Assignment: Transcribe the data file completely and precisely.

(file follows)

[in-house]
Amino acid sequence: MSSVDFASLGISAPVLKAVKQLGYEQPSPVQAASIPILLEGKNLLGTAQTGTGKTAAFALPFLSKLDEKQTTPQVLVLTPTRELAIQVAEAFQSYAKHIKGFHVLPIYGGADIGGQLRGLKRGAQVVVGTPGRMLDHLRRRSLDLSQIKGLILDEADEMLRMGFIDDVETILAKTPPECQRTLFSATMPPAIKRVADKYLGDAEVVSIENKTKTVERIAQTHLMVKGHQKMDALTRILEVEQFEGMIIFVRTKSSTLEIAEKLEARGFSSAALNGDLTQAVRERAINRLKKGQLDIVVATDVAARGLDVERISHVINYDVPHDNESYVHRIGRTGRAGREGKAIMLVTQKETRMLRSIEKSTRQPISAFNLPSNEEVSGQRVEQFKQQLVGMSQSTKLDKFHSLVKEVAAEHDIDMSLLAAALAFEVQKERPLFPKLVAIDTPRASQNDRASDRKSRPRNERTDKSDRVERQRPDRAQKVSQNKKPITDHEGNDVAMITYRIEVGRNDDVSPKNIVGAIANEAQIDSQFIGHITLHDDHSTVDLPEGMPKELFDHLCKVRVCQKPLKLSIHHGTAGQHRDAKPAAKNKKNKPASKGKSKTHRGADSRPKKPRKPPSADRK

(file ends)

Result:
[in-house]
Amino acid sequence: MSSVDFASLGISAPVLKAVKQLGYEQPSPVQAASIPILLEGKNLLGTAQTGTGKTAAFALPFLSKLDEKQTTPQVLVLTPTRELAIQVAEAFQSYAKHIKGFHVLPIYGGADIGGQLRGLKRGAQVVVGTPGRMLDHLRRRSLDLSQIKGLILDEADEMLRMGFIDDVETILAKTPPECQRTLFSATMPPAIKRVADKYLGDAEVVSIENKTKTVERIAQTHLMVKGHQKMDALTRILEVEQFEGMIIFVRTKSSTLEIAEKLEARGFSSAALNGDLTQAVRERAINRLKKGQLDIVVATDVAARGLDVERISHVINYDVPHDNESYVHRIGRTGRAGREGKAIMLVTQKETRMLRSIEKSTRQPISAFNLPSNEEVSGQRVEQFKQQLVGMSQSTKLDKFHSLVKEVAAEHDIDMSLLAAALAFEVQKERPLFPKLVAIDTPRASQNDRASDRKSRPRNERTDKSDRVERQRPDRAQKVSQNKKPITDHEGNDVAMITYRIEVGRNDDVSPKNIVGAIANEAQIDSQFIGHITLHDDHSTVDLPEGMPKELFDHLCKVRVCQKPLKLSIHHGTAGQHRDAKPAAKNKKNKPASKGKSKTHRGADSRPKKPRKPPSADRK